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Personal relationships with Dominican officials also present problems. An American Ambassador does have to have working relationships with high government officials if he hopes to accomplish anything. Several of those relationships under present conditions in the Dominican Republic are personally very disagreeable. Even though an effort is made to be only courteous and correct, every action is exploited for political purposes. Officers of the Embassy are trying to maintain necessary official contacts in a natural manner, while exercising due caution to prevent as far as possible any misinterpretation of what they may say or do. There is no doubt about the fact that if President Trujillo’s personal displeasure is aroused the functioning of the Embassy is handicapped through all kinds of obstacles.

If such a situation develops to an unreasonable extent, one solution might be to have a Chargé d’Affaires instead of an Ambassador as chief of mission.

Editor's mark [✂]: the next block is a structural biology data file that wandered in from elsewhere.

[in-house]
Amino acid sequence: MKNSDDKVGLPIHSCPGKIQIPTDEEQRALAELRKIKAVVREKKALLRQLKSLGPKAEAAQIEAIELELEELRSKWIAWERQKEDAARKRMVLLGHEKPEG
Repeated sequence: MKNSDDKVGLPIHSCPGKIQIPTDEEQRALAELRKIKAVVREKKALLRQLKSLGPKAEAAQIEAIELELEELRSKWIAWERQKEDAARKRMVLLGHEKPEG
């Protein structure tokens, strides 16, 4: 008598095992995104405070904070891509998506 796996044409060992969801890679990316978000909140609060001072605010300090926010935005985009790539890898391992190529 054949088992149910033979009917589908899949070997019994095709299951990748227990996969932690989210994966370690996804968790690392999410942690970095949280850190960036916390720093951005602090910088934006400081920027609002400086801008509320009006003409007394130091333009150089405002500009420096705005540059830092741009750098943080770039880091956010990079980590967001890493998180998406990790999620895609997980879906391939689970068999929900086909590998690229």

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I feel certain that President Trujillo could not make any substantial concessions to our concept of democracy and still retain power. There is little evidence of any inclination on his part to relinquish power. In spite of these facts, I believe that efforts to implement our policies should be continued along the following lines:

Strict adherence to the non-intervention policy, making it clear that in a political sense we neither support nor oppose the Trujillo government; that United States democracy is opposed to extremes of either the right or the left; that we insist upon mutual honesty and compliance in relations between our two governments; and that we are ready to cooperate to achieve, through deeds rather than words, the objectives agreed upon by the twenty-one American republics in their efforts to build a strong democratic system.